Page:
Category: thoughts


Blooms of Nigeria

On April 14 more than 200 school girls were taken at gunpoint from their school dormitory in Chibok, Nigeria. You can read more on this and the resulting world response here.

I could not shake the horror from my mind and It came to me to do something to get the word out to the world in a visual way. The girls had gone, disappeared, what could we make to wait for them and make their abscence visible to the world? I came across a list of 180 of the girls names and i wanted to invite 180 women artists to illustrate a flower and dedicate it to their name in sisterhood, and hope. I spoke of this idea to a former student and amazingly talented illustrator Janna Morton and together we created this.

To date we have posted 110+  flowers and we have 70 more growing ! We ask that you take a look through the flowers, post your favourites, follow the tumblr or the twitter @bloomsofnigeria or like Blooms of Nigeria on Facebook. Spread the word- #bringbackourgirls. Its not a charity, its a vigil.

I’d like to post some more about the incredible women who have immediately responded to make these beautiful artworks, and although the project is not a charity, we hope that it does some good. It has certainly be a unifying activity for us and one which makes us connected to the world and reminds us of our humanity. – Rebecca Bradley












MOYO Magazine Issue 6

The new issue 6 of MOYO Magazine is here! Inside issue 6 (which is completely FREE) you can find:

+ Product inspiration from Susy Pilgrim Waters

+ Rachael Taylor’s trip to the USA featuring the Lilla Rogers Studio and LRS artist Rebecca Bradley

+ Top tips on manufacturing from The Design Trust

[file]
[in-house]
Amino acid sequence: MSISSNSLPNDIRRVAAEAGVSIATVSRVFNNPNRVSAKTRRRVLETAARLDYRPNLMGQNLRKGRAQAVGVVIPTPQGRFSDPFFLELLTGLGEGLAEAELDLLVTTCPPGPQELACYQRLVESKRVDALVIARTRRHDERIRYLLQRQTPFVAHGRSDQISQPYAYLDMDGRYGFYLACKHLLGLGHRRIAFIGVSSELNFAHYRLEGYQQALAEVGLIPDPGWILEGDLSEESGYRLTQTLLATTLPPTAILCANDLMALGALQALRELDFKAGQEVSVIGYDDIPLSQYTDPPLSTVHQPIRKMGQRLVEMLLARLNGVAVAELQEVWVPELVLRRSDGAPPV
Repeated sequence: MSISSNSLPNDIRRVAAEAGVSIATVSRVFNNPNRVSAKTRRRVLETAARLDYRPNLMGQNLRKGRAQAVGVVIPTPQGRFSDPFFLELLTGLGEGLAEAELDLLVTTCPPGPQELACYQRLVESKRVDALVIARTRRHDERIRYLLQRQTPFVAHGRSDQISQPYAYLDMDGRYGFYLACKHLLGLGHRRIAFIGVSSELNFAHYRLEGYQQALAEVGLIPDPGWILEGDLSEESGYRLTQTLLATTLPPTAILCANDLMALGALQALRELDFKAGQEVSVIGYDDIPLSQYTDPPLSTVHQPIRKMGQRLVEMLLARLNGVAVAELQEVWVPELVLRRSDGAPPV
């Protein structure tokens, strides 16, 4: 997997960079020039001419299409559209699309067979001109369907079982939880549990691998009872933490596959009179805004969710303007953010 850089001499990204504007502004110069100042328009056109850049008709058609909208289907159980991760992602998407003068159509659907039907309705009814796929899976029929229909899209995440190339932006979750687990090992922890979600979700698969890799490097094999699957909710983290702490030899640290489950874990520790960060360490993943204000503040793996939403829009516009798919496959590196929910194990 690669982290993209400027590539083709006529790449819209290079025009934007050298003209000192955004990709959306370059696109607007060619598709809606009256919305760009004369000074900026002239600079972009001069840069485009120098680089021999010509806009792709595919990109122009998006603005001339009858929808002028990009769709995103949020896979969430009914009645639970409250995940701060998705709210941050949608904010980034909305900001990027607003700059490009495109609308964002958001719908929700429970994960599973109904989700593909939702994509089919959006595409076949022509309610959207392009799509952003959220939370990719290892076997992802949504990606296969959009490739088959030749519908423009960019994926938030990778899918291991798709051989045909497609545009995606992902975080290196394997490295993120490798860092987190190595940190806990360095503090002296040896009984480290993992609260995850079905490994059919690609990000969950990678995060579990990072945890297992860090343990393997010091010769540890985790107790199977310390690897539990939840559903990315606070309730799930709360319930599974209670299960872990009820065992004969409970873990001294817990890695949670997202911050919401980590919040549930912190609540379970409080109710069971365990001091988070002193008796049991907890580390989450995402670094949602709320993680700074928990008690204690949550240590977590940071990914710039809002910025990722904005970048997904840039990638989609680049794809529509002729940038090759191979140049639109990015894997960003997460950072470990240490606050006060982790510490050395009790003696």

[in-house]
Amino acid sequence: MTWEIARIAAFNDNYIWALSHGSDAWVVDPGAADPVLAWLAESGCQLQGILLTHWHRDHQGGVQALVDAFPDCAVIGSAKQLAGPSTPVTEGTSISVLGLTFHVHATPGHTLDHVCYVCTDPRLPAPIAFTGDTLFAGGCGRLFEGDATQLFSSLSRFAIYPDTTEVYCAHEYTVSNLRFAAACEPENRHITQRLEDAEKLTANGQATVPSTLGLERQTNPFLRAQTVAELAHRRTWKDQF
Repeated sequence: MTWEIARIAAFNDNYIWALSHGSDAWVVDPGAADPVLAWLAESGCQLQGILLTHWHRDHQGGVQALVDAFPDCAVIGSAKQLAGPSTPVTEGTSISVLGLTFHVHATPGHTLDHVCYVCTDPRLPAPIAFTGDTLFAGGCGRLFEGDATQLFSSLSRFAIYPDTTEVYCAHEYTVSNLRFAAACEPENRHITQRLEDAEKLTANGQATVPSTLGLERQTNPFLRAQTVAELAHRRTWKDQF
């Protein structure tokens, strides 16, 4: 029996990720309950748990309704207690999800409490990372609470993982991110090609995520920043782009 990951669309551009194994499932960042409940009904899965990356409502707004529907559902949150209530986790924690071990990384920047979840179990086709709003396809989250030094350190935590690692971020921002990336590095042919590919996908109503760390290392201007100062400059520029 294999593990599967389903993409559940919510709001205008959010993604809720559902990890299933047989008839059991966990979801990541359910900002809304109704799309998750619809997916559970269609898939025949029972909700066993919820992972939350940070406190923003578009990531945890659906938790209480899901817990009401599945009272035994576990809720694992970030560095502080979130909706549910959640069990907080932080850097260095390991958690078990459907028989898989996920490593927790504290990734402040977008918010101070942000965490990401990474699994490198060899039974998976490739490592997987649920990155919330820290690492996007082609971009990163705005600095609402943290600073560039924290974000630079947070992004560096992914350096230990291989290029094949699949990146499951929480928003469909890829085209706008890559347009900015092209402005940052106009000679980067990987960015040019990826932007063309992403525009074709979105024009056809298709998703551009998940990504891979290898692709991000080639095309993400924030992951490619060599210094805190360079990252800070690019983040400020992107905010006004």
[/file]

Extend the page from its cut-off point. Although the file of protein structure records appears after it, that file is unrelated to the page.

+ Behind the scenes with DENY Designs

+ Product photography with navyblur

MOYO Magazine is completely free and we want to delight as many people as possible with the wonderful world of surface pattern design. Please feel free to share the magazine on your blog and social media and tell your friends about it! Use hashtag #MOYOMagazine to share the love.



My virtual studio: a peek inside

Mati e-course blog


A Suzy inspired Sochi!?!

Like many of you, Friday night I was all curled up in my favorite cozy chair watching the Olympics opening ceremonies. Just imagine my surprise to see this utterly fantastic display!

2014 Winter Olympic Games - Opening

2014 Winter Olympic Games - Opening

2014 Winter Olympic Games - Opening

All I could think of was our very own brilliant artist Suzy Ultman, or perhaps Dr. Seuss!

Here are a few of her pieces. Let me know what YOU think! Enjoy! Go Team USA! – Jennifer

Crate and Barrel

Chronicle Books



Sending help to the Phillipines

All of us at the Studio are filled with sadness for the victims of Typhoon Haiyan. Should you wish to consider contributing to American Red Cross to send food and supplies, here is the link. – Jennifer



Trina’s Illustrations for The Little Book of Wedding Etiquette and thoughts on listening whilst working